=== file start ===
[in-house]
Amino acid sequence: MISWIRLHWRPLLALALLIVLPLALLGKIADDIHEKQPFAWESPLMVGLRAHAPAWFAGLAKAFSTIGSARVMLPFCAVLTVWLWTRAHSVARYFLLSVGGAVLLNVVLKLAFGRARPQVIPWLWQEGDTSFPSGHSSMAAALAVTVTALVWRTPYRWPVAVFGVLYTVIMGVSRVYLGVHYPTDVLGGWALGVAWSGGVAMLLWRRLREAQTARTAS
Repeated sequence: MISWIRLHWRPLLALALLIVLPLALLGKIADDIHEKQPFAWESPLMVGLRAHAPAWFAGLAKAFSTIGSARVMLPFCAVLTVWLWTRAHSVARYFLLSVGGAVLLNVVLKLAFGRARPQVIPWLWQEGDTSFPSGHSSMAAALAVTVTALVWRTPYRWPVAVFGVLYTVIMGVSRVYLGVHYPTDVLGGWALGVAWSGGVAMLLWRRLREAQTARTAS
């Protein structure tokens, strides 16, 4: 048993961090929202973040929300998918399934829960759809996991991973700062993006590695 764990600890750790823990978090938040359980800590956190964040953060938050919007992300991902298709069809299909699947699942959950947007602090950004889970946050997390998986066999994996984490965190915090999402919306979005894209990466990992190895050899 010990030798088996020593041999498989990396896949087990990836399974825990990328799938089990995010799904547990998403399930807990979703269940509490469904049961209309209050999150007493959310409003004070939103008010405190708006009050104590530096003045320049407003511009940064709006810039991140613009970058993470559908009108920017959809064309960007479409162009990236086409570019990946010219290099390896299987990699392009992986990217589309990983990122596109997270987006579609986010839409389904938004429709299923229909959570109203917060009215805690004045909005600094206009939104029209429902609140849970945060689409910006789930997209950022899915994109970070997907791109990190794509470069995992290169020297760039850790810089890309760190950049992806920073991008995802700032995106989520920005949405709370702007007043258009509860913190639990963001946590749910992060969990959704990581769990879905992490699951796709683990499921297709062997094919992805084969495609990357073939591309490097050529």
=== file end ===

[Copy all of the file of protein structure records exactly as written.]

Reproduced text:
[in-house]
Amino acid sequence: MISWIRLHWRPLLALALLIVLPLALLGKIADDIHEKQPFAWESPLMVGLRAHAPAWFAGLAKAFSTIGSARVMLPFCAVLTVWLWTRAHSVARYFLLSVGGAVLLNVVLKLAFGRARPQVIPWLWQEGDTSFPSGHSSMAAALAVTVTALVWRTPYRWPVAVFGVLYTVIMGVSRVYLGVHYPTDVLGGWALGVAWSGGVAMLLWRRLREAQTARTAS
Repeated sequence: MISWIRLHWRPLLALALLIVLPLALLGKIADDIHEKQPFAWESPLMVGLRAHAPAWFAGLAKAFSTIGSARVMLPFCAVLTVWLWTRAHSVARYFLLSVGGAVLLNVVLKLAFGRARPQVIPWLWQEGDTSFPSGHSSMAAALAVTVTALVWRTPYRWPVAVFGVLYTVIMGVSRVYLGVHYPTDVLGGWALGVAWSGGVAMLLWRRLREAQTARTAS
């Protein structure tokens, strides 16, 4: 048993961090929202973040929300998918399934829960759809996991991973700062993006590695 764990600890750790823990978090938040359980800590956190964040953060938050919007992300991902298709069809299909699947699942959950947007602090950004889970946050997390998986066999994996984490965190915090999402919306979005894209990466990992190895050899 010990030798088996020593041999498989990396896949087990990836399974825990990328799938089990995010799904547990998403399930807990979703269940509490469904049961209309209050999150007493959310409003004070939103008010405190708006009050104590530096003045320049407003511009940064709006810039991140613009970058993470559908009108920017959809064309960007479409162009990236086409570019990946010219290099390896299987990699392009992986990217589309990983990122596109997270987006579609986010839409389904938004429709299923229909959570109203917060009215805690004045909005600094206009939104029209429902609140849970945060689409910006789930997209950022899915994109970070997907791109990190794509470069995992290169020297760039850790810089890309760190950049992806920073991008995802700032995106989520920005949405709370702007007043258009509860913190639990963001946590749910992060969990959704990581769990879905992490699951796709683990499921297709062997094919992805084969495609990357073939591309490097050529």